Berlin-based think tank Mercator Institute for China Studies, published a report Jan. 10 projecting that if the trade dispute can’t be settled, China’s export sector could “take an immediate hit, leading to mass layoffs of workers.”
This is compounded by the fact that the Chinese economy is already struggling, which means rising unemployment could fuel social unrest, the report warned.
In the last month of 2018, China’s manufacturing purchasing managers’ index (PMI) dropped to 49.4, the weakest reading since February 2016, according to Reuters. A PMI dipping below 50 signals economic contraction.
China’s job market in 2018 was already doing poorly. Overall employment dropped by about 2.8 million people in the 12 months ending in November 2018, CNBC reported, citing a Jan. 9 survey of 374,000 large industrial firms conducted by Hong Kong financial services company Gavekal Dragonomics.
In an attempt to address the problem, 20 Chinese provinces have introduced measures to boost employment, in response to a call by China’s cabinet-like State Council in December 2018 to “prioritize stable employment and job creation.”
Among the measures is to provide the unemployed with government-subsidized training in vocational skills, according to a Jan. 7 article by China’s state-run newspaper Global Times.
Many Chinese media have predicted that the 2019 job market will be the “worst-ever employment season,” according to the Global Times.
Confidence in the Chinese economy is also at an unprecedented low level. Out of 465 Chinese individuals whose personal assets were valued at 10 million yuan or more (about $1.47 million) during the past six months, 34 percent stated that they were “very confident” about the Chinese economy, according to a survey by Chinese business magazine Hurun Report published on Jan. 16. That’s a 14 percent drop from a year earlier—and the lowest level since 2010.
Meanwhile, the percentage of respondents saying they had no confidence at all rose to 14 percent, an increase of 8 percent from a year prior, and the highest level since 2010.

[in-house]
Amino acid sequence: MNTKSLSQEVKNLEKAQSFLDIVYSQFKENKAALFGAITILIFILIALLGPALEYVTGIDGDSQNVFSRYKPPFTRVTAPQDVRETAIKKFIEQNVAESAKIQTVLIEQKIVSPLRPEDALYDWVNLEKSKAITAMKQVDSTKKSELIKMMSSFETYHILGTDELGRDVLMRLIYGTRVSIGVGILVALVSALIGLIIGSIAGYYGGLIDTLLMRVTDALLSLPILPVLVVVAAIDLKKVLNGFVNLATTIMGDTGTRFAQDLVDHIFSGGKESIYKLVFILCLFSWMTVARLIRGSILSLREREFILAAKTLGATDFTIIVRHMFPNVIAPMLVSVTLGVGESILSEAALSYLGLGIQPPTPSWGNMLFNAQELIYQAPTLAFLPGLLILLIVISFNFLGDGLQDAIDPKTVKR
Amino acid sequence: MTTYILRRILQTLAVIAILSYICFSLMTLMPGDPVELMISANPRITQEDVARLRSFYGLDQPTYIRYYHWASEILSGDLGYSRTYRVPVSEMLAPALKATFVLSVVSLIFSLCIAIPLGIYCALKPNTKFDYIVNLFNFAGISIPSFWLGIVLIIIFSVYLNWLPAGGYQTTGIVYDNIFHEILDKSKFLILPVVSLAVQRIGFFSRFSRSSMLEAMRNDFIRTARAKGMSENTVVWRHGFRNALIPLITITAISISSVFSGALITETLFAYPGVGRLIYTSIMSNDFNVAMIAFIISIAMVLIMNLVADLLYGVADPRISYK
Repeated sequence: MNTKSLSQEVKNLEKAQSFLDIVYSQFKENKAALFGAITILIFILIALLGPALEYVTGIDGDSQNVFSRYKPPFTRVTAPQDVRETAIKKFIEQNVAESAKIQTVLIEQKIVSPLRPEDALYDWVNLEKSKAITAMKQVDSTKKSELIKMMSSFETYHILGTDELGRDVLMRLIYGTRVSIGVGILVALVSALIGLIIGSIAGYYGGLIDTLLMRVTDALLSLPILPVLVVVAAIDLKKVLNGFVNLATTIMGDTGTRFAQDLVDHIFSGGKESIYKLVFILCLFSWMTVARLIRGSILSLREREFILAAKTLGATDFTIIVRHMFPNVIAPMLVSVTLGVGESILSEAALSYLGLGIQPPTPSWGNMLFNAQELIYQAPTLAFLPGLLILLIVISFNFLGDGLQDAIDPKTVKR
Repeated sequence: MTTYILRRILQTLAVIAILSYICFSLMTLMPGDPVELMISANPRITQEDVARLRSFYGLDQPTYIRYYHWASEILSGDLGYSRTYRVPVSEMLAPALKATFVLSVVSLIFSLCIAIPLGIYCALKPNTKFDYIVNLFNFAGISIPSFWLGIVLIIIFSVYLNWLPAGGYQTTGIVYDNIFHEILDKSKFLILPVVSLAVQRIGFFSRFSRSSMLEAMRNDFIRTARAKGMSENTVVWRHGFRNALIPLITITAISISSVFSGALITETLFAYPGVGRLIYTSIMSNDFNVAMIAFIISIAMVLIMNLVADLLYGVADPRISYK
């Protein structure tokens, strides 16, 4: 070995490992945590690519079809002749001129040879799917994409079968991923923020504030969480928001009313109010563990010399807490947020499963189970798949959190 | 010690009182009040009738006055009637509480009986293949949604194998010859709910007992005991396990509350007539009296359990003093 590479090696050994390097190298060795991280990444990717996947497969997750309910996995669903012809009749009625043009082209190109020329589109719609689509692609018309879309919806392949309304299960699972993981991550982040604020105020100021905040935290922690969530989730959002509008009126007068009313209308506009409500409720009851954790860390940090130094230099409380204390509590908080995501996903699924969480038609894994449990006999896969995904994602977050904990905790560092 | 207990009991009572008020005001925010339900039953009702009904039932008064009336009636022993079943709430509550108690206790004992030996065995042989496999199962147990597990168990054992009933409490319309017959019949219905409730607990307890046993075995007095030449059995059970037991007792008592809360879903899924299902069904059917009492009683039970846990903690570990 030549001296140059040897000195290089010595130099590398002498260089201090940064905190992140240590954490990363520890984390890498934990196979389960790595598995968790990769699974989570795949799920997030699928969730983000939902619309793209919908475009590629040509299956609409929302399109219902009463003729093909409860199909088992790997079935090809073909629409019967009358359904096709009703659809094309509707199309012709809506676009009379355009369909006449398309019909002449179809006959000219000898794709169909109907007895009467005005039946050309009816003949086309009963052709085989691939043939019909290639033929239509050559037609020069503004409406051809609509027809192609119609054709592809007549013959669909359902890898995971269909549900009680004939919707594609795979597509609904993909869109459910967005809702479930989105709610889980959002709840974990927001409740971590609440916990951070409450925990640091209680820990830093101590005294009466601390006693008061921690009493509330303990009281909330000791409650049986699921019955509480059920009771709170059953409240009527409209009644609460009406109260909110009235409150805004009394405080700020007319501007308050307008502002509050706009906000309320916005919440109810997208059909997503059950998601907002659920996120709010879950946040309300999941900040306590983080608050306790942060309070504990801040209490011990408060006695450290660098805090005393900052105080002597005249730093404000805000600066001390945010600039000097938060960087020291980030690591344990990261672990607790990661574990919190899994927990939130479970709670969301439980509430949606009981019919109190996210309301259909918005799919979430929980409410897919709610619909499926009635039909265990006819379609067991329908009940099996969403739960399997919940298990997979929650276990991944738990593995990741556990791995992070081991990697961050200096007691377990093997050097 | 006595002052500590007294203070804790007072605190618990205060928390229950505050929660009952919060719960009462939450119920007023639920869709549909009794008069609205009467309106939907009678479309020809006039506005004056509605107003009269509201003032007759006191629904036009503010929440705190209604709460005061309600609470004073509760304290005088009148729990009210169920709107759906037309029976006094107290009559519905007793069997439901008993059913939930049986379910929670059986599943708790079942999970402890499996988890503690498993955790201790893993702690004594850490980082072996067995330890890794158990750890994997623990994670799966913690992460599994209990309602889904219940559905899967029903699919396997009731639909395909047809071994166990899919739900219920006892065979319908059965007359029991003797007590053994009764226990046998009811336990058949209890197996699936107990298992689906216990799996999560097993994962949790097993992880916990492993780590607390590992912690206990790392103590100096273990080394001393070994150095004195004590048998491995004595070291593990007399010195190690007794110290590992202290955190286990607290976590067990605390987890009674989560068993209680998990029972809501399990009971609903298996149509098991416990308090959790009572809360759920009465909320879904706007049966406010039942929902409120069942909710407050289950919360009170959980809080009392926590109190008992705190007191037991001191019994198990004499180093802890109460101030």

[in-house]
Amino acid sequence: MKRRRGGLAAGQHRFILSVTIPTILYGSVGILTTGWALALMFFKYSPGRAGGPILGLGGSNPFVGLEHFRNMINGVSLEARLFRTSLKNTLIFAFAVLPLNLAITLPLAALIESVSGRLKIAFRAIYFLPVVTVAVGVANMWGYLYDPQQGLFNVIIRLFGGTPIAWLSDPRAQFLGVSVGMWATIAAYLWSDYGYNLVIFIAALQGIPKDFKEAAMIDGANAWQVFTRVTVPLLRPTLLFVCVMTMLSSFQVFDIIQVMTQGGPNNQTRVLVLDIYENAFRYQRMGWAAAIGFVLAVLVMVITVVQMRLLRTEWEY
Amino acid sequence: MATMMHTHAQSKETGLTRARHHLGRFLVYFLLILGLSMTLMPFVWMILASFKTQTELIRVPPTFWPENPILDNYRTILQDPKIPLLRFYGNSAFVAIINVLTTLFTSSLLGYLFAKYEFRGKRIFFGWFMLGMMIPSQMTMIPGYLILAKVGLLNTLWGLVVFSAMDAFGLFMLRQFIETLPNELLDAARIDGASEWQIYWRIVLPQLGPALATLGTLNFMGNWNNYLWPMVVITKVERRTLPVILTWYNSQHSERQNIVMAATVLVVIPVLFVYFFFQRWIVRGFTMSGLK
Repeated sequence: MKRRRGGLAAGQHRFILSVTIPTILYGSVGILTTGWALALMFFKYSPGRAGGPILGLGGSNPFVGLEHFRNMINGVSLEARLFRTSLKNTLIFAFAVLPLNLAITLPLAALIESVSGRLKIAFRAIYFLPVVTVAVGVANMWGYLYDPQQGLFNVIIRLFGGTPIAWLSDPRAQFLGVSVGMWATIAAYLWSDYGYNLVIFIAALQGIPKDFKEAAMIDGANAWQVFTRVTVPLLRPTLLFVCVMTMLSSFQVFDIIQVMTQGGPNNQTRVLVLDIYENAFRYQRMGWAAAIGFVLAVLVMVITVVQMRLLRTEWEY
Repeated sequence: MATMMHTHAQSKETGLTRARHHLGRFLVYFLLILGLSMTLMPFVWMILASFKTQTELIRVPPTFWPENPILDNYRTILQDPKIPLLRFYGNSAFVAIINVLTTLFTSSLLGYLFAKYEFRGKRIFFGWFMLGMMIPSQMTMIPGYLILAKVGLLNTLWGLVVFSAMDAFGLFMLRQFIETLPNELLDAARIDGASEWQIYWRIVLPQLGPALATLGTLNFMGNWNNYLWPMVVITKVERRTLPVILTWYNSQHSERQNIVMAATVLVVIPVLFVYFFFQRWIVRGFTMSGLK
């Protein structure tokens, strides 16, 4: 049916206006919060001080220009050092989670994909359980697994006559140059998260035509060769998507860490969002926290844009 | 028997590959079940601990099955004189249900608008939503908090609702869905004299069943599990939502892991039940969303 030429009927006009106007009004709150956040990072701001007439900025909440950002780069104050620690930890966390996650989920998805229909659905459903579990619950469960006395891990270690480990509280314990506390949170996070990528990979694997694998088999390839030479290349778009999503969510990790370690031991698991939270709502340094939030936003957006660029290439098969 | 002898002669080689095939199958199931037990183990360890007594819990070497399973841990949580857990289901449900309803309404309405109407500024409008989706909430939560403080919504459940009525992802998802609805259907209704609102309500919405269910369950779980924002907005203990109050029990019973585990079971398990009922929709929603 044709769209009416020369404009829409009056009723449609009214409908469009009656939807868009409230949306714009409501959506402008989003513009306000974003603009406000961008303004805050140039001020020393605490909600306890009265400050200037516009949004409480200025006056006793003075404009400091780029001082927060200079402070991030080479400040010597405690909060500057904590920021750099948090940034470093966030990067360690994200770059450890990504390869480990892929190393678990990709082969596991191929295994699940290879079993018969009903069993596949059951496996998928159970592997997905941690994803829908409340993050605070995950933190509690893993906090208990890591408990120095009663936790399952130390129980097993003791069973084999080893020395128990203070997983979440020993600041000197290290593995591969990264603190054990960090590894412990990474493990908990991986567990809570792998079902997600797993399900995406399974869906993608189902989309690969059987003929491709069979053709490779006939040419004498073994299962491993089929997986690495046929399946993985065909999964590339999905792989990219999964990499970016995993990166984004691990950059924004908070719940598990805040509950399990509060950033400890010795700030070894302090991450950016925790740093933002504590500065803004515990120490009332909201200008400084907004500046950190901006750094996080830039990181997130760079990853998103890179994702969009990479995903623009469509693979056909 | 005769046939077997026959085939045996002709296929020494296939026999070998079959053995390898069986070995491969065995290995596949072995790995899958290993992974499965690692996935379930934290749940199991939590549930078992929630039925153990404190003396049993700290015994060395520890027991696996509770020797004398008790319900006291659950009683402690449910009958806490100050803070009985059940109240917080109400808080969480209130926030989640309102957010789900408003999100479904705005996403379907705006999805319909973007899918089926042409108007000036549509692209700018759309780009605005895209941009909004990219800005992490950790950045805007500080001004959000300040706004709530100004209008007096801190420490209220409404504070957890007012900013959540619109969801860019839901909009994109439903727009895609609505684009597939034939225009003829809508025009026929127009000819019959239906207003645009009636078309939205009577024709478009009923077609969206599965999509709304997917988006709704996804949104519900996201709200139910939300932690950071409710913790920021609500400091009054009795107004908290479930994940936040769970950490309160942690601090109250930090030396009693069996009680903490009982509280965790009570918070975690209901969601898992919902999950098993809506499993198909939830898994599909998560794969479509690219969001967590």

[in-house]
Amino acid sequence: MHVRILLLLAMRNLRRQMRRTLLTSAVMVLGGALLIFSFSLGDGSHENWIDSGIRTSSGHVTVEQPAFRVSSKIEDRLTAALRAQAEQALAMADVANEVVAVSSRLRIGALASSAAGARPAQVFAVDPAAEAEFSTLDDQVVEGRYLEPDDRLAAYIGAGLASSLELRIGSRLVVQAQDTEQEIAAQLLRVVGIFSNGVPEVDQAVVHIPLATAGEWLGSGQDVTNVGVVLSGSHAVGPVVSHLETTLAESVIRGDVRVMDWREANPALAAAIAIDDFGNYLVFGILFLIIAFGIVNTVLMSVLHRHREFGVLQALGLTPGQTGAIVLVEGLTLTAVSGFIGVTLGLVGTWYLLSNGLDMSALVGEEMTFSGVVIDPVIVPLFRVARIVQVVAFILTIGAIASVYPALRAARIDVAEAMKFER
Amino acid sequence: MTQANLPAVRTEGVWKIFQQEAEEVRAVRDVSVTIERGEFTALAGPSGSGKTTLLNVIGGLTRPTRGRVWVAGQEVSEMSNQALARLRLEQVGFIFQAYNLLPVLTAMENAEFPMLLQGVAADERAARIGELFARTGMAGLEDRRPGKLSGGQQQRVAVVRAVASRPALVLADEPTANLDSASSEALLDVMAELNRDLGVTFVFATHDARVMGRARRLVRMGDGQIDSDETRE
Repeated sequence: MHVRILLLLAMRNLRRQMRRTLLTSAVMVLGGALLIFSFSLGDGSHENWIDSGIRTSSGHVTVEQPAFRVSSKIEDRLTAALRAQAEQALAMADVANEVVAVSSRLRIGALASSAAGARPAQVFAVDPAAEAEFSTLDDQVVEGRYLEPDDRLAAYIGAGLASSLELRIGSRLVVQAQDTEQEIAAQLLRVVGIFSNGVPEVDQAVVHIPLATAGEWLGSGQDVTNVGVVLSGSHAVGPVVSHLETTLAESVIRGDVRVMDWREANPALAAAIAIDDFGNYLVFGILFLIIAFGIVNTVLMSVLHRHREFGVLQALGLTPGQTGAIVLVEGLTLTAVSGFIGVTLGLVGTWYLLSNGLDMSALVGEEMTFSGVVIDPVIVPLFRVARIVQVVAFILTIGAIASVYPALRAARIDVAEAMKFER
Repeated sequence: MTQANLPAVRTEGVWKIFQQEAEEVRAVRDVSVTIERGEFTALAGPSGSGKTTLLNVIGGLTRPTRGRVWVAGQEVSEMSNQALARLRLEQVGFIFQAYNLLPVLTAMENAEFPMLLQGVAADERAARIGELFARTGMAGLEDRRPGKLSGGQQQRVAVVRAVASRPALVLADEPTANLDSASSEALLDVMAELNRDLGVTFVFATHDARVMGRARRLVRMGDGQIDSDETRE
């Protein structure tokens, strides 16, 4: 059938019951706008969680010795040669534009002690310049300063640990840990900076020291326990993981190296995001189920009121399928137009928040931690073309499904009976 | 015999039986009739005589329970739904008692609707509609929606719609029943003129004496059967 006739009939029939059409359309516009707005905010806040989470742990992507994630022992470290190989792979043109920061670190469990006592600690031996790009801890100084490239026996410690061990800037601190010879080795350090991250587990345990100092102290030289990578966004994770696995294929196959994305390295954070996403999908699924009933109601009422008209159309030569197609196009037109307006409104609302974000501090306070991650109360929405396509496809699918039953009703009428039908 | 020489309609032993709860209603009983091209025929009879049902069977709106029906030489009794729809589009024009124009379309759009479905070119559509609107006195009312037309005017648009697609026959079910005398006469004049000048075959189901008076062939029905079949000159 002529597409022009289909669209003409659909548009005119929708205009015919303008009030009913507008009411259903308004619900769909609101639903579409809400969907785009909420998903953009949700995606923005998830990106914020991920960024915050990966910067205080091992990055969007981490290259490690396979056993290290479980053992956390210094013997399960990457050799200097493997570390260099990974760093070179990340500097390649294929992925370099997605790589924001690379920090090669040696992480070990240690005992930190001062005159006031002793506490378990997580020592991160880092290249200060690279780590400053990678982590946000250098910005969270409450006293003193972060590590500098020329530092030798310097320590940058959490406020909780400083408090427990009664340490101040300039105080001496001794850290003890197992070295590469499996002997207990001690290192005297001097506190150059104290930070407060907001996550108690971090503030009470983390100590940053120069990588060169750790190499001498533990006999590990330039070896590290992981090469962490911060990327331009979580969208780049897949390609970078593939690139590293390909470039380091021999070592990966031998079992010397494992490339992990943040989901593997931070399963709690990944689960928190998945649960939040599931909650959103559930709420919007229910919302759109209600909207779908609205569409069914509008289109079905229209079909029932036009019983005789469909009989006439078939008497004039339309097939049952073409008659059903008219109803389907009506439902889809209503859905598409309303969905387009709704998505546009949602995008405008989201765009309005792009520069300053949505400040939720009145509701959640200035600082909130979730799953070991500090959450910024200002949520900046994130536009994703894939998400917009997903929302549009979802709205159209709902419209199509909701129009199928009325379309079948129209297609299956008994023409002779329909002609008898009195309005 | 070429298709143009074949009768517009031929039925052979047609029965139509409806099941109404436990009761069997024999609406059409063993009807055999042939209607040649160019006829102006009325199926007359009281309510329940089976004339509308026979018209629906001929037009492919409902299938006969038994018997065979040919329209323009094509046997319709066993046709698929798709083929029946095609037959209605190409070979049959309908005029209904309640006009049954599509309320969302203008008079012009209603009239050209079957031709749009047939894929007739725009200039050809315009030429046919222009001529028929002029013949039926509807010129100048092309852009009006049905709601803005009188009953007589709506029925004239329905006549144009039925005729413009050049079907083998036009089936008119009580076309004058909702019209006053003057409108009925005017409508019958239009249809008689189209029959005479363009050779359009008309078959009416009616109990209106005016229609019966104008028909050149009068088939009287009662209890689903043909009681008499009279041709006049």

One reason for China’s poor job market is that foreign companies have been moving their production away from China—some because of the trade war, while others for economic reasons.
Apple assembler Foxconn let go of about 50,000 contract workers since October last year at the company’s iPhone assembling factory at Zhengzhou City, the capital of China’s Henan Province, according to a Jan. 18 report by Japanese media Nikkei. Unidentified sources told Nikkei that the scale of the workforce reduction was similar to previous years, but it was significant that the cuts happened much earlier than usual for the contract workers.
Another Apple assembler, Pegatron, stopped renewing monthly labor contracts for Chinese workers beginning in November last year, according to Nikkei.
In early January, Nikkei reported that Apple had reduced planned production for its three new iPhone models—XR, XS, and XS Max—by 10 percent for the January-March quarter, because of slowing demand in China, the world’s largest smartphone market.
In December 2018, Samsung closed its joint-venture smartphone production facility in Tianjin City, after more than 20 years in operation, due to sluggish sales in China, according to China’s business media Caixin. The closing of the facility, which was a joint venture with a Chinese company backed by the Tianjin government, affected more than 2,000 workers.